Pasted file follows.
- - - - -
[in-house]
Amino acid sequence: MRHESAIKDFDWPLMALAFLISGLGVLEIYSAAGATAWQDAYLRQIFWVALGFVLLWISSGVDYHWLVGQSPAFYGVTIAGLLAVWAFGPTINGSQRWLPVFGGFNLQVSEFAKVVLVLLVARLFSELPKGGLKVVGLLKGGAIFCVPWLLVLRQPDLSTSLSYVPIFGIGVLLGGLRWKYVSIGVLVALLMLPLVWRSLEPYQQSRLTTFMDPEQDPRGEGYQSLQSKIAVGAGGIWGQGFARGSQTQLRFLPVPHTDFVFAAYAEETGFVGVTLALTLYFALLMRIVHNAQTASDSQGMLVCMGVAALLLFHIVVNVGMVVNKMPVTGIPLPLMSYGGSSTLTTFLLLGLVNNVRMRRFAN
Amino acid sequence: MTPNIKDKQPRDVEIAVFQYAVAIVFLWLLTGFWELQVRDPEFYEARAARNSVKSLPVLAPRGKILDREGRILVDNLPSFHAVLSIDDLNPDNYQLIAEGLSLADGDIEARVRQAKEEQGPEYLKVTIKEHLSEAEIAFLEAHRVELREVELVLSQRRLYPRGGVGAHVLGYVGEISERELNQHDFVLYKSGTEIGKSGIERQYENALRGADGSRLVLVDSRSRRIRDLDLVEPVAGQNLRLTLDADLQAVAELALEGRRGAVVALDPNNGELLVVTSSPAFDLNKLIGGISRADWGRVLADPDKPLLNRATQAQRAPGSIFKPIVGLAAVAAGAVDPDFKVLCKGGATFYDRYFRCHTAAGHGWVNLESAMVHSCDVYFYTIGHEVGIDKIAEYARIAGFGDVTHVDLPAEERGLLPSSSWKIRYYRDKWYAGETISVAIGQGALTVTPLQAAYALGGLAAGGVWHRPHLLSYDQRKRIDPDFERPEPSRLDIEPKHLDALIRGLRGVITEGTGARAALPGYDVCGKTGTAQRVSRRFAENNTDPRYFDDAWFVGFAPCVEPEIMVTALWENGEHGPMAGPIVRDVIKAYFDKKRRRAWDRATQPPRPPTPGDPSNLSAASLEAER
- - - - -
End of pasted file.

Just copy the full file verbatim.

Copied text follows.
[in-house]
Amino acid sequence: MRHESAIKDFDWPLMALAFLISGLGVLEIYSAAGATAWQDAYLRQIFWVALGFVLLWISSGVDYHWLVGQSPAFYGVTIAGLLAVWAFGPTINGSQRWLPVFGGFNLQVSEFAKVVLVLLVARLFSELPKGGLKVVGLLKGGAIFCVPWLLVLRQPDLSTSLSYVPIFGIGVLLGGLRWKYVSIGVLVALLMLPLVWRSLEPYQQSRLTTFMDPEQDPRGEGYQSLQSKIAVGAGGIWGQGFARGSQTQLRFLPVPHTDFVFAAYAEETGFVGVTLALTLYFALLMRIVHNAQTASDSQGMLVCMGVAALLLFHIVVNVGMVVNKMPVTGIPLPLMSYGGSSTLTTFLLLGLVNNVRMRRFAN
Amino acid sequence: MTPNIKDKQPRDVEIAVFQYAVAIVFLWLLTGFWELQVRDPEFYEARAARNSVKSLPVLAPRGKILDREGRILVDNLPSFHAVLSIDDLNPDNYQLIAEGLSLADGDIEARVRQAKEEQGPEYLKVTIKEHLSEAEIAFLEAHRVELREVELVLSQRRLYPRGGVGAHVLGYVGEISERELNQHDFVLYKSGTEIGKSGIERQYENALRGADGSRLVLVDSRSRRIRDLDLVEPVAGQNLRLTLDADLQAVAELALEGRRGAVVALDPNNGELLVVTSSPAFDLNKLIGGISRADWGRVLADPDKPLLNRATQAQRAPGSIFKPIVGLAAVAAGAVDPDFKVLCKGGATFYDRYFRCHTAAGHGWVNLESAMVHSCDVYFYTIGHEVGIDKIAEYARIAGFGDVTHVDLPAEERGLLPSSSWKIRYYRDKWYAGETISVAIGQGALTVTPLQAAYALGGLAAGGVWHRPHLLSYDQRKRIDPDFERPEPSRLDIEPKHLDALIRGLRGVITEGTGARAALPGYDVCGKTGTAQRVSRRFAENNTDPRYFDDAWFVGFAPCVEPEIMVTALWENGEHGPMAGPIVRDVIKAYFDKKRRRAWDRATQPPRPPTPGDPSNLSAASLEAER